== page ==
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The book corner: A history of Australian women in science

  • 21 April 2023
Jane Carey, Taking to the Field: A History of Australian Women in Science, Monash University Publishing, ISBN 9781925835410 One of the minor joys of reading books about events in your lifetime is uncovering prejudices. Mostly your own. By prejudices I don’t mean primarily the judgments you have made about values but those you have made or accepted about facts that prove not to be true.

I was correspondingly delighted to note that in Taking to the Field Jane Carey confesses that her research forced her to correct some judgments that she had made about the representation and attitudes of women in science. The acknowledgement is a tribute to the depth and breadth of her research into the place of women scientists in Australia from the late nineteenth century to the 1980s. Her work honours many largely forgotten women, lists their names and their contribution to science and enters their understanding of their position as women and as scientists. She illuminates the dedication and commitment of women engaged in scientific research despite the arbitrary limitations placed on them by their gender.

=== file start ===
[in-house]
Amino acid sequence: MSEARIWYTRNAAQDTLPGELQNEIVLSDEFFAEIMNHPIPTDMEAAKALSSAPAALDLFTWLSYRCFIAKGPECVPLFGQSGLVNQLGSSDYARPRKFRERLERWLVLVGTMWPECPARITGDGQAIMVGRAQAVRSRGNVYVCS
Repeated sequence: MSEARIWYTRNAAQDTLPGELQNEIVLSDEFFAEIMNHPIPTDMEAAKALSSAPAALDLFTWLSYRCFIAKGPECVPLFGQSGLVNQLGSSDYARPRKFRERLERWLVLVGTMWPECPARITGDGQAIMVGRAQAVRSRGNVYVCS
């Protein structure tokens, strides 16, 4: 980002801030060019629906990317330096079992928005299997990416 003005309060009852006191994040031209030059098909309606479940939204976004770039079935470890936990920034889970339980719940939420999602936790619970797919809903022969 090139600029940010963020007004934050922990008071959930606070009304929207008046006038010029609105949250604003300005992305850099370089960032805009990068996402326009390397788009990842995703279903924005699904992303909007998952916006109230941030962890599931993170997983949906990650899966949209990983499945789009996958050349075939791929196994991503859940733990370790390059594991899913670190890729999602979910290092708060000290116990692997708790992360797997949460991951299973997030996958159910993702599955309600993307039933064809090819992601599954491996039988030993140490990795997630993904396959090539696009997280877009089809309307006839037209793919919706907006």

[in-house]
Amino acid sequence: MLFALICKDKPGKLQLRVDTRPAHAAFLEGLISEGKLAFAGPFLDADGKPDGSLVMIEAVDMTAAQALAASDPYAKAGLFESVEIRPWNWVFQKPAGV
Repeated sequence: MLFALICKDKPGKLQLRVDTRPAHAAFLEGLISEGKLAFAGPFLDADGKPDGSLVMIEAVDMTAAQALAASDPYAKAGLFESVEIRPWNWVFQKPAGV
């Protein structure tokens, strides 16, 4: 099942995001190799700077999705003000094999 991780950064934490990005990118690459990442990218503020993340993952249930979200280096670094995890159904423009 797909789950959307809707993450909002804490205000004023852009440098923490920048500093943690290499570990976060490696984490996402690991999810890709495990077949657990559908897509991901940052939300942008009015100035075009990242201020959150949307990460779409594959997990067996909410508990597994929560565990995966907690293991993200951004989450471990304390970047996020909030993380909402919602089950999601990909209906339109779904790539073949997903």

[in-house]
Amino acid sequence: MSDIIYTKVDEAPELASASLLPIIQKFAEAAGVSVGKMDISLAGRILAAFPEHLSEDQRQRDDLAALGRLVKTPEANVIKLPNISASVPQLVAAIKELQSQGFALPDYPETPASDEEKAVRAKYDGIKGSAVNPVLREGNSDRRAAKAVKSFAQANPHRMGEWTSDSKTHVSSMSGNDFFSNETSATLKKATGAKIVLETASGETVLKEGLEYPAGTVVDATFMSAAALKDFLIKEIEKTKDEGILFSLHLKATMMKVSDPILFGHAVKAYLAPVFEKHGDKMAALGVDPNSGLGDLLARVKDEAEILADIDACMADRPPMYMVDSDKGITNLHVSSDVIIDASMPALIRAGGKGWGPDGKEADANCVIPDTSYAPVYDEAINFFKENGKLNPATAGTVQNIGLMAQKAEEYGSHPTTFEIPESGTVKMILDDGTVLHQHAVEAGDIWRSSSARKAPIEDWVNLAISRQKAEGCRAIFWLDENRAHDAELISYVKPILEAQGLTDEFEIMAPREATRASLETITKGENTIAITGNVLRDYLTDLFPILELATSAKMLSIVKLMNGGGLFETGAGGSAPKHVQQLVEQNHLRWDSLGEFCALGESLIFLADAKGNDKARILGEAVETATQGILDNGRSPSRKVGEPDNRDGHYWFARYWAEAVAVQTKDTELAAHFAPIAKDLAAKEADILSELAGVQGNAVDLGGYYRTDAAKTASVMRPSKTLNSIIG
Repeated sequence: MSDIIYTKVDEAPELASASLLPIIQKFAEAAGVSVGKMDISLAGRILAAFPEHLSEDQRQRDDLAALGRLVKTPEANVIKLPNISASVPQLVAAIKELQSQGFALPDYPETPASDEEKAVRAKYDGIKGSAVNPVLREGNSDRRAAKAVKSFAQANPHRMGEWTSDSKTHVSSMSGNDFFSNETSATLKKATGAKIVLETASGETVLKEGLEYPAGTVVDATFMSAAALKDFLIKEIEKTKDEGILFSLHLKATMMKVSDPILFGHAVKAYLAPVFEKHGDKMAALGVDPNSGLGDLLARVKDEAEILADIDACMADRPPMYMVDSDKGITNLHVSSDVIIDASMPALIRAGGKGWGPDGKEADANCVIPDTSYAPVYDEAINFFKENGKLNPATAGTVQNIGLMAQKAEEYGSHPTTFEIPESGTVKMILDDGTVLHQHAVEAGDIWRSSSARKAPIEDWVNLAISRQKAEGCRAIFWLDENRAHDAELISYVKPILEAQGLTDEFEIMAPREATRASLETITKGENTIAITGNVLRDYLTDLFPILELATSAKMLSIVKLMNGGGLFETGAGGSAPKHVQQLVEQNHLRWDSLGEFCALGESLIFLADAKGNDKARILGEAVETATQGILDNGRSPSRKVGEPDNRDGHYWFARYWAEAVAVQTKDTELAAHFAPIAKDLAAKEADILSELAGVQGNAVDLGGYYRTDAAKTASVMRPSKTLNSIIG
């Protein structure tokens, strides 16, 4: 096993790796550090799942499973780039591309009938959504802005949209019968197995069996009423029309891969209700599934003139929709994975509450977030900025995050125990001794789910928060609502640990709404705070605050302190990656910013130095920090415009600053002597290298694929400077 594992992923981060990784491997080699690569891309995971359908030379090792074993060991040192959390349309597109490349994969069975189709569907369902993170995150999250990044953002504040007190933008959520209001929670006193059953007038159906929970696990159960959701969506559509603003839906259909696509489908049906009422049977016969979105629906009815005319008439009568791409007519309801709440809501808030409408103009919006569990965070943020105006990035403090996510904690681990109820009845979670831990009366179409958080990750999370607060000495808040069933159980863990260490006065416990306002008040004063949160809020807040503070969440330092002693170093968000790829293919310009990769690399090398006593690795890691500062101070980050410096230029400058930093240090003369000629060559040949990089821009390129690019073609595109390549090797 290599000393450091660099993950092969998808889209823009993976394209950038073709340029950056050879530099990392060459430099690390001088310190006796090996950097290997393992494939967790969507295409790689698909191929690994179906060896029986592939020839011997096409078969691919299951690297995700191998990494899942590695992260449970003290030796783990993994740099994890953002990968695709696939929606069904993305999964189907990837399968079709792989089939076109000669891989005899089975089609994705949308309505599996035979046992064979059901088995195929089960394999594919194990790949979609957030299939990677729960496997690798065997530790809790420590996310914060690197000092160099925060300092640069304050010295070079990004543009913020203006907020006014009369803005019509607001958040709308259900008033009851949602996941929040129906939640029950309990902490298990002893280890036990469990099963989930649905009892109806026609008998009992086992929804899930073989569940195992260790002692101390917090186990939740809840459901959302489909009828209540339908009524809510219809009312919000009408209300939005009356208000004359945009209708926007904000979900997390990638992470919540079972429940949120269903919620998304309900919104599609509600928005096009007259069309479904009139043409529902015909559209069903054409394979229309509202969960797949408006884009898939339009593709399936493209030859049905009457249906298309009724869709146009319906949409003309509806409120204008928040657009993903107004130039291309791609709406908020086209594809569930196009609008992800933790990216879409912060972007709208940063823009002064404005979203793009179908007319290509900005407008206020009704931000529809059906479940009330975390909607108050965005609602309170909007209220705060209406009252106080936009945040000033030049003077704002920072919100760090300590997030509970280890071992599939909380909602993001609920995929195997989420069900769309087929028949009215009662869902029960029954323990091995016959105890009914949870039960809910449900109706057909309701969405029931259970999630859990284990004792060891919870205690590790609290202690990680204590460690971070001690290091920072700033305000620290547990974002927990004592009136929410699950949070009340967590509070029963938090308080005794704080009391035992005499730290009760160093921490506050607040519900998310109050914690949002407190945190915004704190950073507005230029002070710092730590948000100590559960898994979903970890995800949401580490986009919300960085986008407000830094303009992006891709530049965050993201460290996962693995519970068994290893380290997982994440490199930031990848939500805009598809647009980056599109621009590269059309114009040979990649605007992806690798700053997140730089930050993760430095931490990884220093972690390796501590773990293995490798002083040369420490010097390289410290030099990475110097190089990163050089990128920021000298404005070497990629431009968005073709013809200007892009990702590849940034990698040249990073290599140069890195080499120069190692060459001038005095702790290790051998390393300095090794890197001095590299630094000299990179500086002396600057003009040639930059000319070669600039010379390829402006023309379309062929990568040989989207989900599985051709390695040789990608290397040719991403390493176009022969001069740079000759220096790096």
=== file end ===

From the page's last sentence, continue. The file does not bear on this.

In her own judgments, Jane Carey is admirably open to surprise. She appreciates the complexity of the relationships involved in being a woman engaged in science and the often subtle ways in which these relationships, expectations and opportunities have changed with wider changes in cultural and economic structures.

The judgments that Carey corrected mostly involved sweeping, homogenous generalisations about a history that was much more fractured and variegated. Her research revealed a far more complex and layered reality. It also led me to see that my own uninformed judgments which demanded revision were far more extensive than hers. Having escaped from mathematics and science as early as possible in my schooling, I had a far more fuzzy and undifferentiated idea of what science is, assumed that what we now include under the heading of science had not changed over the last 150 years, assumed that the number and acceptance of women engaged in scientific research would have gradually increased over time, assumed that the location of scientific research had always been in the universities, and assumed that the open minded quest for knowledge characteristic of good science so evident in Carey’s book would generally flow into the social attitudes and relationships of scientists. Her research made it evident that each of these assumptions was unwarranted. The reality was much more complex and thought-provoking.

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